Editorial, PR and Advertising Blur Online
By Steve Outing
Published: October 16, 1995
In the print world, editorial is editorial and advertising is advertising — and it’s usually obvious to the reader. Sometimes an ad may be designed to look like editorial content, but the publisher usually in such cases puts a small “Advertisement” logo at the top of the page.
In the online publishing world, the same standards don’t always apply. While on most newspaper online services it is obvious what is editorial content is not, there are a few examples of advertising and PR content appearing to be editorial.
For example, on the main screen of the New York Times’ @Times service on America Online are a series of navigation icons to various parts of the service. One icon says “NYNEX Technotorium.” While a reasonable person might guess that this links to content sponsored by NYNEX (the New York telco), it’s not readily obvious that this is not an area containing content supplied by the Times. The icon is in the same format as all the others; there’s no visual cue that this is something different from the other content areas.
On most World Wide Web sites, advertisements are hyperlink logos that clearly will take you to an advertiser’s area. Most Web site operators are doing a good job of differentiating types of content.
Where I have noticed a problem on many sites is with press releases that may be intersperced with editorial content. For example, an online newspaper service reader may use a search function to find stories about a new product. The service will return a list of articles — some from the local newspaper’s reporters, some from the wire services, and some from the press release wires like Business Wire. While a trained journalist knows that articles with “Business Wire” in the dateline are unadulterated press releases, the average person may think Business Wire is another wire service just like the Associated Press.
I would suggest that online sites that give users access to articles from the press release wires need to differentiate between that content and that from the traditional wire services and the newspaper itself. This is especially important if under, say, “top headlines of the day” you have a list of stories and some of them are press releases. You owe it to your readers to make this clear. After all, you wouldn’t publish a press release verbatim in your print edition, would you?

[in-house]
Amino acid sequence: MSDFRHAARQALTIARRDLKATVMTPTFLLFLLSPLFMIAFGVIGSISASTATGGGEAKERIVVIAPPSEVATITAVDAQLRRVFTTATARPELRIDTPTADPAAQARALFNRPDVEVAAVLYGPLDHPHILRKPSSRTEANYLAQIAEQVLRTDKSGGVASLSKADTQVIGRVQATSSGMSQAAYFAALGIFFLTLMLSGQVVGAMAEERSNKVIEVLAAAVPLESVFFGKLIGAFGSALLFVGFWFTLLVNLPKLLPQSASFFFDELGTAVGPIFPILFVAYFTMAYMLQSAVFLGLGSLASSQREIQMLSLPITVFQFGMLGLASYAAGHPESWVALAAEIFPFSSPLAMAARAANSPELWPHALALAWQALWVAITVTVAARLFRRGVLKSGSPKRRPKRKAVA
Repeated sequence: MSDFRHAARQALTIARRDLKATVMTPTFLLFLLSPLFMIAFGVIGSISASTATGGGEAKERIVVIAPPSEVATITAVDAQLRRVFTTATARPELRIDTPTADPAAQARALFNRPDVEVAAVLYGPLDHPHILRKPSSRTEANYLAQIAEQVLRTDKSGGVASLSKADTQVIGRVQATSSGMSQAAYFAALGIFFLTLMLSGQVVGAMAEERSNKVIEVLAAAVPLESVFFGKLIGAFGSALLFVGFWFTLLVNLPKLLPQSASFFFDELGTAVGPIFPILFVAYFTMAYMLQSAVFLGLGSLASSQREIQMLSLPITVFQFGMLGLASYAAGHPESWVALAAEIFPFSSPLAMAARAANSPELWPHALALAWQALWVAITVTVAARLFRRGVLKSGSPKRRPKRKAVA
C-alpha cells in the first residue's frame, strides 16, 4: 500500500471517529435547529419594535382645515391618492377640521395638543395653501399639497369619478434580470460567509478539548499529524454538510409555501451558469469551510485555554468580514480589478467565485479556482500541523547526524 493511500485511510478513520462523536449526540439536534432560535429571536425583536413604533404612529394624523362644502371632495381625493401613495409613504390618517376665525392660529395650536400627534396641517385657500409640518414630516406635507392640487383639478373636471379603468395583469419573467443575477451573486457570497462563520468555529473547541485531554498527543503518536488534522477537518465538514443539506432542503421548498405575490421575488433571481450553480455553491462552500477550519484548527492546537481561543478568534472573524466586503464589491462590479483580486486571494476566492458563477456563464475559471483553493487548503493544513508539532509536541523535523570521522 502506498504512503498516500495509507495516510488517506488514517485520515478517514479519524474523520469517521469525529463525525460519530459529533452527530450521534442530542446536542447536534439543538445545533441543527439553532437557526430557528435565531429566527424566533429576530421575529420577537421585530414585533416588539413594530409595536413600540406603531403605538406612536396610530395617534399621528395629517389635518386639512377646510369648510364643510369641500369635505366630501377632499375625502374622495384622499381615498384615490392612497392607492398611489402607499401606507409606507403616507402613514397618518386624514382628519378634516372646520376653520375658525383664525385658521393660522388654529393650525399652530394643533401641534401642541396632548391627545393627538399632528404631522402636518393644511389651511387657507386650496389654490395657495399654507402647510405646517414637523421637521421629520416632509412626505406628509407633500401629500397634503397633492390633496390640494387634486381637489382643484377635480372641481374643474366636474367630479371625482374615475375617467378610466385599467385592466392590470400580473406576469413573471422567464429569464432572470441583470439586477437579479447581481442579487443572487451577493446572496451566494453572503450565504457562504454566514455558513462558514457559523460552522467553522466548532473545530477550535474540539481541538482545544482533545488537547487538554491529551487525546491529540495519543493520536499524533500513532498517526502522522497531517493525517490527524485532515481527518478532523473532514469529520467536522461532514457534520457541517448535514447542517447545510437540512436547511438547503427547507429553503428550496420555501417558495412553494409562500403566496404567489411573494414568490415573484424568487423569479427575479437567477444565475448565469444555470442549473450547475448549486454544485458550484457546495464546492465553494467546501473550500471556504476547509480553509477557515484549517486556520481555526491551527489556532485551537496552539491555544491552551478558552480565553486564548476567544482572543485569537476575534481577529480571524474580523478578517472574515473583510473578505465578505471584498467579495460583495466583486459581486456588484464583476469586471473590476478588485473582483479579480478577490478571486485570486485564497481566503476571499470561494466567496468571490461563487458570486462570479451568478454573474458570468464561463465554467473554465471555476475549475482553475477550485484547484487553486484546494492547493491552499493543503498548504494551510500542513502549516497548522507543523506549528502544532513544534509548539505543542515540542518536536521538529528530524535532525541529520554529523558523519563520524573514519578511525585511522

(Let me just say, to be clear, that providing subscribers with access to press releases is a valuable service. It is a problem only when your readers confuse press releases for editorial content because of the way you present material online.)
Washington Post as role model
One newspaper online service that is leading the way in keeping editorial “pure” is the Washington Post’s Digital Ink (which is on the AT&T Interchange platform). Vice president Jason Seiken says that it is policy to label all advertising and press releases clearly, so that readers will not mistake non-Post content for editorial matter.
“A lot of the other (online) services don’t distinguish well between paid content and news,” Seiken says. “We are trying to apply the Washington Post’s high standards to the digital world.”
To be sure, ethical standards in the online news world are evolving. Many basic journalistic principles are being brought over to the online medium. But it’s also a different ball game, and new rules are being written as a new medium takes shape. In my view, “separation of church and state” (editorial vs. paid content) is a print concept that has a place in new media.
<h2>Watch that sloppy HTML coding</h2>
The new release of Web browser Netscape 2.0 is less tolerant of sloppy coding than the previous version. Since switching to 2.0, I’ve noticed a few HTML commands that show up as coding on a number of online news sites.
The bug to watch out for is in an image placement command: If you do not have quotation marks on both sides of the image file name, the coding no longer will work. For example:
<IMG SCR=”picture.gif”> will display correctly in 2.0 or previous versions.
<IMG SCR=”picture.gif> will not work in 2.0, but does work on previous versions.
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This column is written by Steve Outing and underwritten by Editor & Publisher magazine. Tips, letters and feedback can be sent to Steve at firstname.lastname@example.org